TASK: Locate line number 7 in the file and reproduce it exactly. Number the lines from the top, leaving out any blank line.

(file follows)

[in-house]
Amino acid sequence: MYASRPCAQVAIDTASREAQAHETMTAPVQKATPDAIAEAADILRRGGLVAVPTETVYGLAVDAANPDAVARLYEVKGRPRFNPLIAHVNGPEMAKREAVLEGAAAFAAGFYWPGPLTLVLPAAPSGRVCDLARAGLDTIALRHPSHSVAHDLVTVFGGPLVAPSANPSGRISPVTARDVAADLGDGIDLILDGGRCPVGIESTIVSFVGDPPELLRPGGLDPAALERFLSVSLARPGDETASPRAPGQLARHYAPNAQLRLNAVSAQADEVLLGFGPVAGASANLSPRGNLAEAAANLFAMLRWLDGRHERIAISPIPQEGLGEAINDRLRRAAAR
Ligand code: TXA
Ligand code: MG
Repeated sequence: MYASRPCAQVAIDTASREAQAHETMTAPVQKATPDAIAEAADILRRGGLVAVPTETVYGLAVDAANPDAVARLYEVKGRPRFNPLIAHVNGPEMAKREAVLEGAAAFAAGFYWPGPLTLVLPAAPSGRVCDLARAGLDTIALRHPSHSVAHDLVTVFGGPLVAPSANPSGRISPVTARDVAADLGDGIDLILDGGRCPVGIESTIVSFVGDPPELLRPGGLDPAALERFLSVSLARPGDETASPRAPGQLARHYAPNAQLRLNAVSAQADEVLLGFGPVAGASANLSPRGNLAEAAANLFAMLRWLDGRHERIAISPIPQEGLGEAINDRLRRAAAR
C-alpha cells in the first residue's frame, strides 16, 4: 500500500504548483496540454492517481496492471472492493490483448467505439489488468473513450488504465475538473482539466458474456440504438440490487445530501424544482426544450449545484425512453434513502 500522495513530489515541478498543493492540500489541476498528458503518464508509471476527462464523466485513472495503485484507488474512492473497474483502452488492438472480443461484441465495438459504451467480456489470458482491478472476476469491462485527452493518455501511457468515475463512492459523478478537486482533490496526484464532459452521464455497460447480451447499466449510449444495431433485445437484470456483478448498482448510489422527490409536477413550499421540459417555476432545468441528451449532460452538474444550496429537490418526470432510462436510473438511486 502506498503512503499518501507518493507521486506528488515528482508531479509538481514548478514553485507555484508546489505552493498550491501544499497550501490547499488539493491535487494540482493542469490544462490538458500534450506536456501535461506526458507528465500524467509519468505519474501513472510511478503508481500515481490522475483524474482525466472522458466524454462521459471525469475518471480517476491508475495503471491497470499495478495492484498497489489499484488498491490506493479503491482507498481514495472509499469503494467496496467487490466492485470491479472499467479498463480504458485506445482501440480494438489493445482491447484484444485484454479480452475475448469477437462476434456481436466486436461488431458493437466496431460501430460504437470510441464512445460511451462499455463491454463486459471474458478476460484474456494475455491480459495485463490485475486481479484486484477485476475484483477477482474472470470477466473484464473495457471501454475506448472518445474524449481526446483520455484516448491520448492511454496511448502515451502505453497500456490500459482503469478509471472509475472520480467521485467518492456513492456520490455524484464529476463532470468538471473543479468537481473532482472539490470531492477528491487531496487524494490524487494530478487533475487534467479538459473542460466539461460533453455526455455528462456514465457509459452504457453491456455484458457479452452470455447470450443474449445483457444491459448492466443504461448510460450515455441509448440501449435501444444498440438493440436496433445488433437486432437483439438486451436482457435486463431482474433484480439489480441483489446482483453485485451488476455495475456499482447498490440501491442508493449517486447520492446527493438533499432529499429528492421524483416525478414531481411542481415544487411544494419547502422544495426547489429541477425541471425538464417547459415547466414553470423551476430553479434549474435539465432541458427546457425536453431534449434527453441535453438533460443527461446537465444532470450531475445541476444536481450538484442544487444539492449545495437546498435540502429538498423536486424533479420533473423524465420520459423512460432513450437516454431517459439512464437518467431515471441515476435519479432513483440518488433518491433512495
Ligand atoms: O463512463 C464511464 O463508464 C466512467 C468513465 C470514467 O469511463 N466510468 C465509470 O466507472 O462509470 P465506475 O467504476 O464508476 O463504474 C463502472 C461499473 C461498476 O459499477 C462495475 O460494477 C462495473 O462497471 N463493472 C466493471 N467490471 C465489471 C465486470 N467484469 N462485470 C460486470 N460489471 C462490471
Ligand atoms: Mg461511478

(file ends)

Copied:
Ligand atoms: O463512463 C464511464 O463508464 C466512467 C468513465 C470514467 O469511463 N466510468 C465509470 O466507472 O462509470 P465506475 O467504476 O464508476 O463504474 C463502472 C461499473 C461498476 O459499477 C462495475 O460494477 C462495473 O462497471 N463493472 C466493471 N467490471 C465489471 C465486470 N467484469 N462485470 C460486470 N460489471 C462490471